Essex Rivers Hub

River Chelmer - Great Easton to River Can Pressures

The table below shows the current pressures that this waterbody faces and the solutions that could be put in place to solve these problems. You can learn more about some of these pressures and solutions on the Environment Agency Catchment Data Explorer or you can contact us to find out more.

PRESSURES

SOLUTIONS

Signal Crayfish have been most recently recorded on this water body in 2010. Signal Crayfish cause changes to the natural bankside habitat and also out compete our native crayfish. They are fierce predators and can completely change fish and invertebrate communities so that they are no longer in their natural state.

There is currently no known solution to the invasion of Signal Crayfish, regular monitoring is needed to ensure a strategic approach when a solution has been identified.

Giant Hogweed has been most recently recorded on this water body in 2014. This plant has been in the news a lot more recently due to the horrific burns that its sap can give the skin. This invasive plant is so large that it is able to shade out other native plants.

Giant Hogweed MUST be removed by a professional ONLY. The plant is sprayed off and then removed in a safe manner. If this plant has already been removed from this waterbody then please let us know, if it is spreading further then get in touch.

American Mink have been most recently recorded on this water body in 2009. American Mink cause a wide range of problems on a river, including playing a large part in the local extinction of many natural species such as water voles and kingfishers.

In order to eradicate mink, they must be trapped and dispatched. Trapping must be done catchment wide as mink can travel large distances. It is important that there are enough people involved in a trapping project to ensure that the traps can be checked regularly. Monitoring mink, water vole and otter presence on your river can also help us when planning eradication programmes.

Fish populations have decreased since 2009 which means that this water body is failing for fish. Specific reasons for this have not been identified although the low levels of dissolved oxygen and redundant structures (preventing fish migration) are likely to be contributing to the reduced populations.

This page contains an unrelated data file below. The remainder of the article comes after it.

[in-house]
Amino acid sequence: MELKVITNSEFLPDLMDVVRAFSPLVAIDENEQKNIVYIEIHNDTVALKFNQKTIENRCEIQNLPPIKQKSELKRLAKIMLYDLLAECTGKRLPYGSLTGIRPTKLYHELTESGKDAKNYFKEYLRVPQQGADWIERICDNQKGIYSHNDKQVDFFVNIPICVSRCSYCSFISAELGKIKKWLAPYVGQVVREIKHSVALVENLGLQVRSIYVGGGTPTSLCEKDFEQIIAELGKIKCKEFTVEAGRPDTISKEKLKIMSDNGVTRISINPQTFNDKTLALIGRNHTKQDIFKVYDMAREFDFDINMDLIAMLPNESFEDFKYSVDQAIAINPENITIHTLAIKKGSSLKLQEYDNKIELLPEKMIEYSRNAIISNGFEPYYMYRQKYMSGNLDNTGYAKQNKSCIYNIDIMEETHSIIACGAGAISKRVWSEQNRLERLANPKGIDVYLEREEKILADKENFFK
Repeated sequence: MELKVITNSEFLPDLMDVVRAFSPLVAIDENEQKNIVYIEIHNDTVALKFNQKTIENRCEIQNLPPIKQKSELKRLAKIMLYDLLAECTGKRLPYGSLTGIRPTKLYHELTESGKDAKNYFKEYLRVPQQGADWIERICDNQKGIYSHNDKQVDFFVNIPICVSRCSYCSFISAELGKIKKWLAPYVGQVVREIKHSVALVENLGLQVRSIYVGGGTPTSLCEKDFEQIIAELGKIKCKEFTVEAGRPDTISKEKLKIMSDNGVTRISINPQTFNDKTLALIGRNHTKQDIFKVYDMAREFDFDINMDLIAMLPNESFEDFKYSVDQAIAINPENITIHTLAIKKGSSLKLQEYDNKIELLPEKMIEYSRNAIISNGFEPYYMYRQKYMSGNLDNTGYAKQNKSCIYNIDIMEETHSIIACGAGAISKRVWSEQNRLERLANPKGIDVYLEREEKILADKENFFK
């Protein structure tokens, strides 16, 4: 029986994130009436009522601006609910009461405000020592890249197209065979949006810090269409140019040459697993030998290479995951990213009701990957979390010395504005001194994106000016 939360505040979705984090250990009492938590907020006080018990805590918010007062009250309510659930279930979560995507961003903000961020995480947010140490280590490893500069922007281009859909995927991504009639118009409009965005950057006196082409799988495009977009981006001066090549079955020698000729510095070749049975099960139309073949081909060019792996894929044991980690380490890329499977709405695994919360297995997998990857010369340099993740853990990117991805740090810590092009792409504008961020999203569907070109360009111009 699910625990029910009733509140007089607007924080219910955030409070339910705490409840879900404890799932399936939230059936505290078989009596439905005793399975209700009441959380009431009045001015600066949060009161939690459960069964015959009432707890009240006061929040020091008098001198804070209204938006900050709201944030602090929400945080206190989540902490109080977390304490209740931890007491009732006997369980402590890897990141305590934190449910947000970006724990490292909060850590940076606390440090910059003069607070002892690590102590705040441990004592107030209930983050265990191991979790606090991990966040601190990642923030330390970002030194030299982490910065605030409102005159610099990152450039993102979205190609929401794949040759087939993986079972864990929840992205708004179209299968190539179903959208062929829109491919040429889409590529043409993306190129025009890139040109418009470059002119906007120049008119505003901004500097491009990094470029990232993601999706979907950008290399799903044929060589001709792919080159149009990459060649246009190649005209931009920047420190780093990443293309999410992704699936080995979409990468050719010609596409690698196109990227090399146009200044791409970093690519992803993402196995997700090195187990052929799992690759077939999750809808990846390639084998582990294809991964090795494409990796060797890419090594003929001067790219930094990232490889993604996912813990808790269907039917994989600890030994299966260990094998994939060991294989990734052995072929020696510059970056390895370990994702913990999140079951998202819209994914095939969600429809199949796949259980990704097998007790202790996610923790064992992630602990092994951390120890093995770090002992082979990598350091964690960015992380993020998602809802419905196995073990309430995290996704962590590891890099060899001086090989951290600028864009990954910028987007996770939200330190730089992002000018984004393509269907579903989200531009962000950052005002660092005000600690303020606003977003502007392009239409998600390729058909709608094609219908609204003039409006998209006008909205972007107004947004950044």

Redundant structures should be removed.

In channel vegetation and habitat should be increased to allow improved habitat for fish.

This water body has developed problems with phosphate, and dissolved oxygen levels which both contribute to its overall rating as moderate. Unfortunately there is no data to suggest where these problems are originating from, although point source from local sewage treatment works is suspected. Reduced oxygen levels are often common in summer months because of reduced river flows, higher water temperatures, increased oxygen demand due to increased biological activity and higher effluent proportions in watercourses.

Carry out further investigation in order to determine the source of pollutants and take the action required to solve the problem.

This water body has developed problems with phosphate, and dissolved oxygen levels which both contribute to its overall rating as moderate. Unfortunately there is no data to suggest where these problems are originating from, although diffuse agricultural pollution is suspected. Reduced oxygen levels are often common in summer months because of reduced river flows, higher water temperatures, increased oxygen demand due to increased biological activity and higher effluent proportions in watercourses.

Carry out further investigation in order to determine the source of pollutants and take the action required to solve the problem.

  

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